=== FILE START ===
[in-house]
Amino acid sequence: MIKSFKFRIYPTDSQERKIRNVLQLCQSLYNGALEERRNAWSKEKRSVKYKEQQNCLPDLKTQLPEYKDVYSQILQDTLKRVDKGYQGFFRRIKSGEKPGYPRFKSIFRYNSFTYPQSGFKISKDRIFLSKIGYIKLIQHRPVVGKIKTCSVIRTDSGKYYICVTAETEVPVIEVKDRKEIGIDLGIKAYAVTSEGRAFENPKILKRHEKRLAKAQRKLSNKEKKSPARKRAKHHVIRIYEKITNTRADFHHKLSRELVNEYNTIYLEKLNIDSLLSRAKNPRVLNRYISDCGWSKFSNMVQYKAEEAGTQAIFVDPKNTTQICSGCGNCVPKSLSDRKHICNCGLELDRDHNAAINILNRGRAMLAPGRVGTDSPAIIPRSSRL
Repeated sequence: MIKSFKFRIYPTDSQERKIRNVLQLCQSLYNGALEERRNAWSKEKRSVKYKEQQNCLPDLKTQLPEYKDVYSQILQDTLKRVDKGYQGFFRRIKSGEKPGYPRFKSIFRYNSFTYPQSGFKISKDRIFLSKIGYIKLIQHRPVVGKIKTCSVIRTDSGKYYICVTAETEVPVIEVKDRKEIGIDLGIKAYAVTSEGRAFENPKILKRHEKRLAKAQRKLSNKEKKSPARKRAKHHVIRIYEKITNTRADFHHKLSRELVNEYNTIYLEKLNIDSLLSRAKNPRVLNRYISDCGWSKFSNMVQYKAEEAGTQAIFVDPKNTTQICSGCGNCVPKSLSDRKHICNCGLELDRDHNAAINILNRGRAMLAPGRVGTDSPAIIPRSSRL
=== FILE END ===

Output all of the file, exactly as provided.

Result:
[in-house]
Amino acid sequence: MIKSFKFRIYPTDSQERKIRNVLQLCQSLYNGALEERRNAWSKEKRSVKYKEQQNCLPDLKTQLPEYKDVYSQILQDTLKRVDKGYQGFFRRIKSGEKPGYPRFKSIFRYNSFTYPQSGFKISKDRIFLSKIGYIKLIQHRPVVGKIKTCSVIRTDSGKYYICVTAETEVPVIEVKDRKEIGIDLGIKAYAVTSEGRAFENPKILKRHEKRLAKAQRKLSNKEKKSPARKRAKHHVIRIYEKITNTRADFHHKLSRELVNEYNTIYLEKLNIDSLLSRAKNPRVLNRYISDCGWSKFSNMVQYKAEEAGTQAIFVDPKNTTQICSGCGNCVPKSLSDRKHICNCGLELDRDHNAAINILNRGRAMLAPGRVGTDSPAIIPRSSRL
Repeated sequence: MIKSFKFRIYPTDSQERKIRNVLQLCQSLYNGALEERRNAWSKEKRSVKYKEQQNCLPDLKTQLPEYKDVYSQILQDTLKRVDKGYQGFFRRIKSGEKPGYPRFKSIFRYNSFTYPQSGFKISKDRIFLSKIGYIKLIQHRPVVGKIKTCSVIRTDSGKYYICVTAETEVPVIEVKDRKEIGIDLGIKAYAVTSEGRAFENPKILKRHEKRLAKAQRKLSNKEKKSPARKRAKHHVIRIYEKITNTRADFHHKLSRELVNEYNTIYLEKLNIDSLLSRAKNPRVLNRYISDCGWSKFSNMVQYKAEEAGTQAIFVDPKNTTQICSGCGNCVPKSLSDRKHICNCGLELDRDHNAAINILNRGRAMLAPGRVGTDSPAIIPRSSRL